Algerian Football League Suspends Play Following Player's Death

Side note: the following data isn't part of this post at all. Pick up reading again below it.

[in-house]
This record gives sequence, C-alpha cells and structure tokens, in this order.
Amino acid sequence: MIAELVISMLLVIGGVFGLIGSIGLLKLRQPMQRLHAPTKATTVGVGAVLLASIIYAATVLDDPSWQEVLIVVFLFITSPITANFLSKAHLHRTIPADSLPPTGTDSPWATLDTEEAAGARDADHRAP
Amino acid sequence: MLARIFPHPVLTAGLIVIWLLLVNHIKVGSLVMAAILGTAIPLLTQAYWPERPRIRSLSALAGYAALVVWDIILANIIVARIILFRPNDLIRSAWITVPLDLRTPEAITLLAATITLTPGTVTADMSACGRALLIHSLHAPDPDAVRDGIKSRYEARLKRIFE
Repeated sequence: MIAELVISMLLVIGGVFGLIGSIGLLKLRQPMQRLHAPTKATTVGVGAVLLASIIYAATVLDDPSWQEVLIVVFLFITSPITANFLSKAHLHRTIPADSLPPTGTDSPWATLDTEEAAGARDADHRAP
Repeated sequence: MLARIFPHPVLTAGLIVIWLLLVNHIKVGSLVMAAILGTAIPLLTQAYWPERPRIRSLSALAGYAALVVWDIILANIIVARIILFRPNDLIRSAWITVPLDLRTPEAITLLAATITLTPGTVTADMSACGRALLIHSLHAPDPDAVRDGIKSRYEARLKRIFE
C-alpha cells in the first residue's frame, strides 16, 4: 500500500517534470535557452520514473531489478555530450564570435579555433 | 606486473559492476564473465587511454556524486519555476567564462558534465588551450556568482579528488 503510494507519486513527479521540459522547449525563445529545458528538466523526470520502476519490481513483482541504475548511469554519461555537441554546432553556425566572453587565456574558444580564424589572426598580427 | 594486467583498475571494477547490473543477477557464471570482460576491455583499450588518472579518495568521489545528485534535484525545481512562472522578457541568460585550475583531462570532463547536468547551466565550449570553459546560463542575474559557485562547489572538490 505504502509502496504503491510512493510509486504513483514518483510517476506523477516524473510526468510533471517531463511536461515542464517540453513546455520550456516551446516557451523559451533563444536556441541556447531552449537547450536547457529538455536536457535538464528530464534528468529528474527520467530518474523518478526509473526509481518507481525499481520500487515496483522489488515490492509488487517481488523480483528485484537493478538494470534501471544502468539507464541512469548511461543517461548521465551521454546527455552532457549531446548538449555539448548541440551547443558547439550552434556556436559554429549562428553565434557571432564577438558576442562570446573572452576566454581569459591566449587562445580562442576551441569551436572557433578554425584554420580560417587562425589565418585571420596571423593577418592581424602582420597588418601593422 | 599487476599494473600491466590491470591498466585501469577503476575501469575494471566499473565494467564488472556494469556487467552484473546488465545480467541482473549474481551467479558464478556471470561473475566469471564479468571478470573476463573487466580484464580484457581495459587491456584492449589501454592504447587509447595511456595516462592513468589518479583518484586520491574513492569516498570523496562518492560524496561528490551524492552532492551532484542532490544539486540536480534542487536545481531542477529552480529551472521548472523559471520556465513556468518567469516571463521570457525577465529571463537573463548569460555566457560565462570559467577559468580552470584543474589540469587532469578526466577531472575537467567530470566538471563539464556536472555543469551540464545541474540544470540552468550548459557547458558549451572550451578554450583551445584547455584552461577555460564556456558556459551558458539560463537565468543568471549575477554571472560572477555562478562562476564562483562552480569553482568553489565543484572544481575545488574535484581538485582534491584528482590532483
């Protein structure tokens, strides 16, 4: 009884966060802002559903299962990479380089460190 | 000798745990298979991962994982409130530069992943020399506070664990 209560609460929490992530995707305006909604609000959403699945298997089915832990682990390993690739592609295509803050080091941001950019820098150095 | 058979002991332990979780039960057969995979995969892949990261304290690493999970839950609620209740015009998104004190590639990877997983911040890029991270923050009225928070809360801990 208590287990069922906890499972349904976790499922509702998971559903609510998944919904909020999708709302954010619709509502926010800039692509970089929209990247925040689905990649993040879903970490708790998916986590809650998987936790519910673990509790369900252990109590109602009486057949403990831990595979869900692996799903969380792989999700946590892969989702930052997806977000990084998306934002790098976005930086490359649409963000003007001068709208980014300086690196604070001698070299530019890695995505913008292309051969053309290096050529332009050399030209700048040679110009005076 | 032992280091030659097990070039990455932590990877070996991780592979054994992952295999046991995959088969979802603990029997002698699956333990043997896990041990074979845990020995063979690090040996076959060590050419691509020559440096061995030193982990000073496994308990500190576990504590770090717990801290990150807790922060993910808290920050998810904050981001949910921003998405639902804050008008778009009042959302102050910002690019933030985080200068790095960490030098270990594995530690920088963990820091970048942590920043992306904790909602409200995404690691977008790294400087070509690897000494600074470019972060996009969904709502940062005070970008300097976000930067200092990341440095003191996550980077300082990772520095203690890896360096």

Algeria has "suspended football indefinitely following the death of Cameroonian player Albert Ebosse, who was hit by a stone thrown by fans," according to Ian Hughes of the BBC. The Algerian Football Federation (FAF) made the decision after a meeting on Sunday. Algerian authorities had "already ordered the indefinite closure of the 1st November 1954 stadium." That ruling "will now apply to all stadiums in the country." The FAF said in a statement it had postponed the league "in protest at the irresponsible actions of certain fanatics and hooligans who resort to violence in the stadiums which has reached an unacceptable level." An investigation into Ebosse's death, and a "deeper inquiry into football hooliganism in the country, has been ordered by the Algerian interior ministry" (BBC, 8/25). The AFP reported Ebosse's death "has sparked widespread revulsion in Algeria." The FAF said that it was "considering taking further action, including the expulsion of the club at fault 'from all competitions.'" Algerian daily El Watan suggested "this tragedy surprises nobody." It explained, "For years now violence has crept into the stadiums and spills over sometimes onto the streets, bringing with it a climate of fear and insecurity in our cities." Another daily, Liberte, suggested Saturday's tragic incident "could have happened in any Algerian stadium," as "violence is general and systematic." For psychiatrist Mahmoud Boudarène, Ebosse’s death under a "deluge of missiles" was "a collective murder" in a nation where violence "has become the norm" (AFP, 8/25).